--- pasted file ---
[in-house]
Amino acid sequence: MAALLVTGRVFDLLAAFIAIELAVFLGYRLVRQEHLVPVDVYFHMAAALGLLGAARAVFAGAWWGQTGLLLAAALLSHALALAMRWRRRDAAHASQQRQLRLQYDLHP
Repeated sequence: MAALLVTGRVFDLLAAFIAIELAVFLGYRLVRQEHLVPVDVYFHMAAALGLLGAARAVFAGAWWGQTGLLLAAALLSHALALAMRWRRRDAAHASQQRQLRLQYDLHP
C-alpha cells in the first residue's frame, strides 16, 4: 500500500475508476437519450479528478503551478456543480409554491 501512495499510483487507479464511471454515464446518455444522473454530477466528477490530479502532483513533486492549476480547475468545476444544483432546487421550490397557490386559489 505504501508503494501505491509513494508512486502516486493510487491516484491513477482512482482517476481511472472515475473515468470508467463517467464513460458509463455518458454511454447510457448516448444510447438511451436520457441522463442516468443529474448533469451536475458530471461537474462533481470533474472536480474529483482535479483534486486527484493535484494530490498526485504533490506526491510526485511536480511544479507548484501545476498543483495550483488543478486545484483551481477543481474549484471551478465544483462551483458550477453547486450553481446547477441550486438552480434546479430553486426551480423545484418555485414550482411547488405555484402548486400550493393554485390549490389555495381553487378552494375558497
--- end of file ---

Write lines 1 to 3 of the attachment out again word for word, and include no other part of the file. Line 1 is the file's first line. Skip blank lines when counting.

[in-house]
Amino acid sequence: MAALLVTGRVFDLLAAFIAIELAVFLGYRLVRQEHLVPVDVYFHMAAALGLLGAARAVFAGAWWGQTGLLLAAALLSHALALAMRWRRRDAAHASQQRQLRLQYDLHP
Repeated sequence: MAALLVTGRVFDLLAAFIAIELAVFLGYRLVRQEHLVPVDVYFHMAAALGLLGAARAVFAGAWWGQTGLLLAAALLSHALALAMRWRRRDAAHASQQRQLRLQYDLHP